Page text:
I was feeling great and even catching back up and into Gary’s dust. Unfortunately, I judged a corner a little wrong and let my front wheel dip over the berm, causing me to slide out in some rocks. I hurried and jumped back up, making sure I didn’t lose any positions, but I did break my handguard.
The trees were thick, so the next 60 miles was fun, with random branches grabbing my front break. (Ha ha.)
I came into the main pits in fifth overall, where Troy [Guard] fueled me up and Amanda got me some fresh X Brand goggles.
The first 30 miles of the second loop felt like an additional 100 miles. There was so much virgin, rocky, tight tree lines that every five miles felt like it took two hours. I started to feel my endurance fading, holding the pace, and I’d heard that the next 20 miles would be even worse, so I really tried to ride smooth!
As we came into a dune section, Dalton Shirey launched over a few dunes, making a pass on me, but it was pretty spectacular watching him almost go over the bars! Ha ha ha! After that, we got into some random sagebrush, and I was able to come right within striking distance to put a pass back on him.
Just like that, I hit a whoop that kind of swapped me, and when I went to turn out of it, my steering was stuck and I couldn’t turn! My dry brake dust cap had fallen off, and since I had it safety-wired on, it swung around and got stuck in my triple clamp! I highsided and tomahawked into the ground, taking a handlebar straight to the gut. I rolled over and pushed myself up with the wind knocked out of me and immediately puked. It took me a couple seconds to regroup, and I knew I was losing a lot of time, so I hurried over, picked up my bike and got going. I had to stop again in about two seconds to try and throw up again, but it was mostly just some dry heaves. I was totally wiped out; that crash and puking took it all out of me, and I really struggled into the alternate pit and back out for the next four to five miles.
Axel Pearson caught up and passed me, as well as Carson Giles, both slowing down to make sure I was all right. Not too long after Carson got around me, we hit a road, and I felt it all coming up again. I pulled over and finally puked the rest of everything up. This actually gave me kind of a second wind, but I was still toast! This course felt like it just kept going and going. I tried pushing myself harder to make up more time but ultimately kept my same spot, finishing up in eighth overall. This marks my worst finish so far this year, but I still managed to stay in the top 10 and salvage some good points.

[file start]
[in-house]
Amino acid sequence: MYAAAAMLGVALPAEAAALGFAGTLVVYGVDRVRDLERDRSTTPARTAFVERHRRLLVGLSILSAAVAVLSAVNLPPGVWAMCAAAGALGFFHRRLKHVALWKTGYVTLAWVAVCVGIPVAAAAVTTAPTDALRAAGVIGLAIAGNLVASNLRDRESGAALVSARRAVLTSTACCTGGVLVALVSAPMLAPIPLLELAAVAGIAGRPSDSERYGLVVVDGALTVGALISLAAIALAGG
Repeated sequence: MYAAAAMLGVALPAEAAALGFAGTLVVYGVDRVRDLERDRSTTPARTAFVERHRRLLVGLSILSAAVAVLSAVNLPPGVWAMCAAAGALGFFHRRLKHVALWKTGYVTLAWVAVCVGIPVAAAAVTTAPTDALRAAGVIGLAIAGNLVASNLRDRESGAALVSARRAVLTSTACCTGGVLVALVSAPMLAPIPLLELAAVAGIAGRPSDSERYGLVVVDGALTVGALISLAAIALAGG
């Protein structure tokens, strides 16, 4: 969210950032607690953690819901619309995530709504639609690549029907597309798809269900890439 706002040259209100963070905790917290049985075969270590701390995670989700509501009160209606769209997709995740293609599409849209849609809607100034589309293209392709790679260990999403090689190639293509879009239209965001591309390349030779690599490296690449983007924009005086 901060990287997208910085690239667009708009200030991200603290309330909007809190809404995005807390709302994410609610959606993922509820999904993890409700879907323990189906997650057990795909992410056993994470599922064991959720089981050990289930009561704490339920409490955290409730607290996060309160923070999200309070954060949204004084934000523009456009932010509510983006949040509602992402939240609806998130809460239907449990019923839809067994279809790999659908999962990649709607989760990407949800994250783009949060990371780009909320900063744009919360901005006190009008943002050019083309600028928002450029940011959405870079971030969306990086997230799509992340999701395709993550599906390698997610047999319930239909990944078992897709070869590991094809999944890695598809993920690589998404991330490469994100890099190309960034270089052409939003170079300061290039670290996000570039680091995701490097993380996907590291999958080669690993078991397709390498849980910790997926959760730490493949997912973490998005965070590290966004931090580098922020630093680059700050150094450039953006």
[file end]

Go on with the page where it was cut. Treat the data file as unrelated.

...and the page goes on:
I learned some good tips this weekend and more so to work harder on my fitness. I have it a lot easier thanks to some awesome sponsors, but it’s a lot of work to hold on to the two-stroke at the speed of all those guys on their four-strokes. This year has been a huge learning experience, with racing a few different series with a bunch of different terrain. I am really stoked for the opportunities that I’ve had so far with racing and the sweet battles with awesome friends.
Most of all, I am thankful for all of my amazing sponsors that keep me rolling: Blais Racing Services, Mom and Dad, Fasst Co., KTM, Rebellious Status Clothing, ESR Suspension, Race Tech, Dubya, DVS, AMSOIL, Alpinestars, Kenda, Pro Moto Billet, Fastway, FMF, Rekluse, RmorFX, TLD, BRP, Bullet Proof Designs, Asterisk, DirtTricks, REEL Cameras, IMS, No-Toil, Maxilube, X Brand Goggles, Tunex of Washington, A’ME Grips, Samco, Hot Rods, Vertex, C&J Powdercoating, BeHot, KHS and Suzie Potts!